The three new AAM awards continue the Tang’s impressive record of publication honors. Last year, the Museum won a first prize in the Magazines/Scholarly Journals category for Accelerate: Access & Inclusion at The Tang Teaching Museum (No.1), the first of three volumes documenting a three-year project called Accelerate: Access & Inclusion at The Tang Teaching that uses the Tang collection to support academic research and build broader and more diverse museum audiences.

Other previous Tang Museum AAM awards include:

  • First prize in the Press Kits, Marketing, and Public Relations Material category in 2016 for the viewbook A teaching museum is…, designed by Linked by Air;

  • Innovation in Print Design award in 2016 for Everything is Connected, a book documenting the history of the Tang Teaching Museum, designed by Glauber;

  • First prize in exhibition catalogs in 2010 for Fred Tomaselli, designed by Glauber;

  • Second prize in exhibition catalogs in 2003 for Kara Walker: Narratives of a Negress, designed by Glauber;

  • Honorable mentions in exhibition catalogs for Nancy Grossman: Tough Life Diary (2013); Twice Drawn: Modern and Contemporary Drawings in Context (2012), Dario Robleto: Alloy of Love (2009), Hair: Untangling a Social History (2004), which were all designed by Glauber; and Work: Shaker Design and Recent Art (2001), designed by Bethany Johns; and,

  • Honorable mention in the posters category for a series of posters related to the 2012 exhibition We the People, designed by Patrick O’Rourke.

About American Alliance for Museums

The American Association of Museums (AAM), established in 1906, represents nearly 3,000 institutions spanning the full spectrum of museum activity—from art, history, and science to zoos, botanical gardens, arboretums, and historic sites. The AAM helps to develop standards and best practices, gathers and shares knowledge, and provides advocacy on issues of concern to the entire museum community. The annual Museum Publications Design Competition is the only national, juried competition of its kind.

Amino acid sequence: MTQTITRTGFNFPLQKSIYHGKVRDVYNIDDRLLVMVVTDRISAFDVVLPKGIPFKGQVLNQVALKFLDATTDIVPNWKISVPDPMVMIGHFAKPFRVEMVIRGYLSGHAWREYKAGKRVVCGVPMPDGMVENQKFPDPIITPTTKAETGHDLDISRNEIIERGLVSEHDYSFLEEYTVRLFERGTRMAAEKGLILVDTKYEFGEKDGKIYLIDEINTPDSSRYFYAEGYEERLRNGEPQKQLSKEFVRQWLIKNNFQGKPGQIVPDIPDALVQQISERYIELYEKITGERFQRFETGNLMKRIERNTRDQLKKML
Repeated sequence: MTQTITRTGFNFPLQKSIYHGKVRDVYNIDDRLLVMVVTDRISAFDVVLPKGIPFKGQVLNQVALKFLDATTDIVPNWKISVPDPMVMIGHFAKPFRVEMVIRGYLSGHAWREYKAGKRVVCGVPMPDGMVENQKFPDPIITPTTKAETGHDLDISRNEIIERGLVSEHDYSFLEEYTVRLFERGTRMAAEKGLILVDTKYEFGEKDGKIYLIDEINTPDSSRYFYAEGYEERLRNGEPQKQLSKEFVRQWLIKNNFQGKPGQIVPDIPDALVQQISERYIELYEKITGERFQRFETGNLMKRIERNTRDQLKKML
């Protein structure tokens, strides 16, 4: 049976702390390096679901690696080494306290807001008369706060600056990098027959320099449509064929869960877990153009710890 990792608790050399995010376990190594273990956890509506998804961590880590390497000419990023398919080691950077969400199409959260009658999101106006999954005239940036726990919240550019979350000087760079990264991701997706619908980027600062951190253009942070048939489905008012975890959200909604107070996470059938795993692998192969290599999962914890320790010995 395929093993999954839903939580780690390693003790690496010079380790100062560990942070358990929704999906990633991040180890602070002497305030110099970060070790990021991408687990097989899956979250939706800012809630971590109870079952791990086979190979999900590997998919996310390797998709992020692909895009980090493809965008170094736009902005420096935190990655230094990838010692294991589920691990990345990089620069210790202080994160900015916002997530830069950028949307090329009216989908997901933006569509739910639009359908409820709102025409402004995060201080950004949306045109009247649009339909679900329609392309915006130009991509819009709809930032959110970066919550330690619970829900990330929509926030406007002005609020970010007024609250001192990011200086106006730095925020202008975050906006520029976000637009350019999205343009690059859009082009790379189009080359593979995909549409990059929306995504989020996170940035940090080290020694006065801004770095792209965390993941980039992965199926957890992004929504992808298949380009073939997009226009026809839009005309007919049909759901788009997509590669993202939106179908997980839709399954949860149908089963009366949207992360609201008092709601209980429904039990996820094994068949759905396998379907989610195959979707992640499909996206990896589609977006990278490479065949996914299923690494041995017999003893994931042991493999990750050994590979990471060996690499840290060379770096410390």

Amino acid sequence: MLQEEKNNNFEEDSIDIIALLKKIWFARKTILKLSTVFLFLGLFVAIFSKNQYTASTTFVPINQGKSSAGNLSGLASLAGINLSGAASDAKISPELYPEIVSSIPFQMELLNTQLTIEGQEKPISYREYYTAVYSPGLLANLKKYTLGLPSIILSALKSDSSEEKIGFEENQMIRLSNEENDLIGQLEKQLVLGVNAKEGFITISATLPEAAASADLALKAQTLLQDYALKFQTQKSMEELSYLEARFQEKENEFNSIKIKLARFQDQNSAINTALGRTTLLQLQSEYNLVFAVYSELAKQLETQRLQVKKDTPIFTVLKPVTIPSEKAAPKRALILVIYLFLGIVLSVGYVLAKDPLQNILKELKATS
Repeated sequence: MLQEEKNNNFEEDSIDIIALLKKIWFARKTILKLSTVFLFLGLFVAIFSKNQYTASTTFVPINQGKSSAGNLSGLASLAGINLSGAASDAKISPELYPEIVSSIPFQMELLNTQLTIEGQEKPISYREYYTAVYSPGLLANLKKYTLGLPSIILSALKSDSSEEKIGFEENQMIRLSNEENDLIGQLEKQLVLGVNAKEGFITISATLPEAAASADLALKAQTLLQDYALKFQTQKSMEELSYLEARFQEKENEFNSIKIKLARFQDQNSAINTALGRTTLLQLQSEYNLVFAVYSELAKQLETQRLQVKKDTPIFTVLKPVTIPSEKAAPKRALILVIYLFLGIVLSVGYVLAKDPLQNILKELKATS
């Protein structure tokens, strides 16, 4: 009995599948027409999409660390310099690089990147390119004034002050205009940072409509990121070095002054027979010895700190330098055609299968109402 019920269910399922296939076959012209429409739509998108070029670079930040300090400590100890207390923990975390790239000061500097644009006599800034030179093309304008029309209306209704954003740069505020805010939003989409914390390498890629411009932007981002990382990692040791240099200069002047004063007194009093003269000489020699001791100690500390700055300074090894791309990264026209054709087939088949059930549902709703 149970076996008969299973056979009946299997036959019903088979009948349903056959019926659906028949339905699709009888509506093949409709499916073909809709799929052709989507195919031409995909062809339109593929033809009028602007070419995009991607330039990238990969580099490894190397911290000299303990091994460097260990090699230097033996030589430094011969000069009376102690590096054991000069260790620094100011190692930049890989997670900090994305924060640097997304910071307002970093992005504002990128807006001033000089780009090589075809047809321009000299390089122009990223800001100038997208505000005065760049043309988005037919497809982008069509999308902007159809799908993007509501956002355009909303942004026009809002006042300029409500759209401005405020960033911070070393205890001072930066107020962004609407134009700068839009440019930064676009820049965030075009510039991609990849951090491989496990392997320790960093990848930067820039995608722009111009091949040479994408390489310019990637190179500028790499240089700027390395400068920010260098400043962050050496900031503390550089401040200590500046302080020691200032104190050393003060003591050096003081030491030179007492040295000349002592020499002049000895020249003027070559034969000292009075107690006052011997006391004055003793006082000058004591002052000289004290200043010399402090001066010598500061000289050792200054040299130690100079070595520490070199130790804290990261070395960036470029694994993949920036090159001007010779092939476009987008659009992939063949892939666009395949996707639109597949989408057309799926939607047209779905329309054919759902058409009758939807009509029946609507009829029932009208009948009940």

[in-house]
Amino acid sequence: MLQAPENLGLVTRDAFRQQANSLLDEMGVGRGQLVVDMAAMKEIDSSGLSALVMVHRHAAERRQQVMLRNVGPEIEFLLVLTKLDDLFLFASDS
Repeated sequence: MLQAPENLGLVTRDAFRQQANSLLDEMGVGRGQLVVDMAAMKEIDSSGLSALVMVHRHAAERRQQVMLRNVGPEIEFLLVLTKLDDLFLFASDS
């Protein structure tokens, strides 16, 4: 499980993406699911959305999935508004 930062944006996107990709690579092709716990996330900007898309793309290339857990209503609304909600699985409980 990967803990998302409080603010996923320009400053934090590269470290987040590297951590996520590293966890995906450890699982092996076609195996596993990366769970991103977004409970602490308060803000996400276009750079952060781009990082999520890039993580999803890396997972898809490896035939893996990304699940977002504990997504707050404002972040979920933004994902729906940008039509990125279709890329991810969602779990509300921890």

About the Tang Teaching Museum

The Tang Teaching Museum is a pioneer of interdisciplinary exploration and learning. A cultural anchor of New York’s Capital Region, the Tang’s approach has become a model for university art museums across the country—with exhibition programs that bring together visual and performing arts with interdisciplinary ideas from history, economics, biology, dance, and physics to name just a few. The Tang has one of the most rigorous faculty-engagement initiatives in the nation, and a robust publication and touring exhibition program that extends the museum’s reach far beyond its walls. The Tang Teaching Museum’s award-winning building, designed by architect Antoine Predock, serves as a visual metaphor for the convergence of art and ideas. Admission to the museum is free (donation suggested). Hours are Tuesday through Sunday, noon to 5 p.m., with extended hours until 9 p.m. on Thursdays. http://tang.skidmore.edu.

Media Contact
Michael Janairo
Communications and Strategic Initiatives
Tang Teaching Museum at Skidmore College

Pattern by Nathan Bloom ’21
Inspired by the performance Honey Baby in the exhibition Janine Antoni & Stephen Petronio: Entangle
The Tang Pattern Project celebrates the Museum’s 20th anniversary. Organized by Head of Design Jean Tschanz-Egger, past and current Tang Design Interns created patterns inspired by the Museum’s exhibition and event history.